US President Obama surprised many in the US and abroad this week when he publicly endorsed same-sex marriages: "At a certain point, I've just concluded that for me personally it is important for me to go ahead and affirm that I think same-sex couples should be able to get married,” Obama told ABC News on May 9.
There is no national gay marriage legislation in the pipeline in the US, however, numerous countries around the globe already recognize same-sex marriage or the right to civil unions. Here’s the breakdown by region:
Axel and Eigil Axgil became the world’s first gay couple granted a civil union on Oct. 1, 1989, in Copenhagen, Denmark. This European country was first to pass legislation legalizing the union of same-sex couples, called a “registered partnership” in Denmark.
In 2001, the Netherlands became the first country to grant marriage rights that are equitable between heterosexual and homosexual couples. The first gay marriage occurred on April 1 that year. Two years later Belgium followed suit. Norway (2008), Sweden (2009), and Portugal (2010) have legalized gay marriage as well, and legislation was introduced in Finland this March. Finland has allowed civil unions since 2002, but the new legislation would allow homosexual couples further rights including the ability to adopt children and share last names.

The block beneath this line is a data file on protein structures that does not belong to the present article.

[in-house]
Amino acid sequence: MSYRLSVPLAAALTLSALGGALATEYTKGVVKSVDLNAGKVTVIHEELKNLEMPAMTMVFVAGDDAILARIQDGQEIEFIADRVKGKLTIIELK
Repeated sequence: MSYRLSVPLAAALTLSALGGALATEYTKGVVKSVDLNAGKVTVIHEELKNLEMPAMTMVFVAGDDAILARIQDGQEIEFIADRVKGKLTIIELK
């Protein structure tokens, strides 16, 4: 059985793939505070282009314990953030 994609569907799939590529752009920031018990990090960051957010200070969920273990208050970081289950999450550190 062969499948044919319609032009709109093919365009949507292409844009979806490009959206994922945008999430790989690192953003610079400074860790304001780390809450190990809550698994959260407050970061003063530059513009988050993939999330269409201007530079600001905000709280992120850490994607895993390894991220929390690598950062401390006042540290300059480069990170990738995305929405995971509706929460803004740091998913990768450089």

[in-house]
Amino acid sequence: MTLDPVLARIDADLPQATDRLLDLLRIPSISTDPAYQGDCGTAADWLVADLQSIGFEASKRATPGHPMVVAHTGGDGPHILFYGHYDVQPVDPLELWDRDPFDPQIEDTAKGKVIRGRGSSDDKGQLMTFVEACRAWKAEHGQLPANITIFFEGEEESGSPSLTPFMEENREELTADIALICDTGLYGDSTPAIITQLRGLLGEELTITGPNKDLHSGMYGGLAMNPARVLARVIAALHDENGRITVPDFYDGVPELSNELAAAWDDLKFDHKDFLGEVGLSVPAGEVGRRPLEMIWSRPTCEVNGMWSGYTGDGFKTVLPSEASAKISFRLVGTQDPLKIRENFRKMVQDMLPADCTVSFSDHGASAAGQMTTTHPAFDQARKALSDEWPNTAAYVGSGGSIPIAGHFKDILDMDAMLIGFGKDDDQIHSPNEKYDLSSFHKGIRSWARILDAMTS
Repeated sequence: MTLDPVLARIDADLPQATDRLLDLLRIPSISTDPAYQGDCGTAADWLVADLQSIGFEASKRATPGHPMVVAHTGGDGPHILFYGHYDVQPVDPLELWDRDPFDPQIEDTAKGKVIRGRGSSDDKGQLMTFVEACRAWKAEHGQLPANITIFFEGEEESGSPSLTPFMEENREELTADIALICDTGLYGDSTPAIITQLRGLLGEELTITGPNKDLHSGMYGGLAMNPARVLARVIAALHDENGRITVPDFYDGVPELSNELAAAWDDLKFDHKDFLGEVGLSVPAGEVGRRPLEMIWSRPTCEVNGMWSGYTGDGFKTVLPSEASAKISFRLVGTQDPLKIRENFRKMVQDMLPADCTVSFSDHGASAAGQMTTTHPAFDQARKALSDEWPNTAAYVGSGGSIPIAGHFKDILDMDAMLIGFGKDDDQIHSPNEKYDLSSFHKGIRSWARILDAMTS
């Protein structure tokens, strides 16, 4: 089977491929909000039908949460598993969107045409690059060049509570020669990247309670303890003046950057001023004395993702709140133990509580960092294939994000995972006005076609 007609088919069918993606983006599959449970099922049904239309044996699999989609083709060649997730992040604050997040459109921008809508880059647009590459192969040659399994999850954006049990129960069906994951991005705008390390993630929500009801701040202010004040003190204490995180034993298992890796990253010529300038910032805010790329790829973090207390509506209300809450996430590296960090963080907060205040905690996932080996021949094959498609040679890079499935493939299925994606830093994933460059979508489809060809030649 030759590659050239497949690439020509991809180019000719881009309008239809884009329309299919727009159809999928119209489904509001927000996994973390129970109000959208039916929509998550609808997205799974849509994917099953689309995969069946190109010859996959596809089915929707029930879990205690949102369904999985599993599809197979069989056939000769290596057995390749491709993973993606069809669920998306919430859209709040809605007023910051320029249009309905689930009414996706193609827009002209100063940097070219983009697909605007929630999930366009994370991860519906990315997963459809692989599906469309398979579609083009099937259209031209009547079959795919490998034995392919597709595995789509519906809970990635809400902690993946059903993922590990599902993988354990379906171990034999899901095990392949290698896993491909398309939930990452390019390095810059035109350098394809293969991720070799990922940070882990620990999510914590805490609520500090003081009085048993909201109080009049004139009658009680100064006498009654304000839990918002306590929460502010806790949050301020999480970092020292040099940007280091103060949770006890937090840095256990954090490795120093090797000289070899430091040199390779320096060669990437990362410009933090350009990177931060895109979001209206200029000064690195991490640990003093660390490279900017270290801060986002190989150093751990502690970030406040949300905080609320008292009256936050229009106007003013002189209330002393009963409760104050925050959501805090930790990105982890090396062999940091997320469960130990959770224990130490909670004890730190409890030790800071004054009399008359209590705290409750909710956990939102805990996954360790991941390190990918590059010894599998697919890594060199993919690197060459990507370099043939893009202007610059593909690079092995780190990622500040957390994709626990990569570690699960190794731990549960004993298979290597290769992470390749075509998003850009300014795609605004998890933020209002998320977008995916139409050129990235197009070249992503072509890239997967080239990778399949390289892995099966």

France does not legally recognize gay marriage, but in 1999 it created civil contracts for couples who live together – regardless of sexual orientation. These contracts allow cohabitating couples the same rights as married couples in terms of adoption, inheritance, and taxes. Luxembourg mirrored this legislation in 2004.
Germany and Britain also recognize civil unions. As of 2001 Germany grants all couples the same inheritance rights when they are registered as “life partners.” Britain passed legislation on same-sex partnerships in 2005 that allows registered couples to share equal rights to married couples in terms of pensions, social security, and property.
Spain was the third European country to legalize gay marriage (2005), though the legislation was hotly contested by the Catholic Church. Unlike many countries where gay marriage is legal, Spanish same-sex couples are able to adopt children.
1 of 5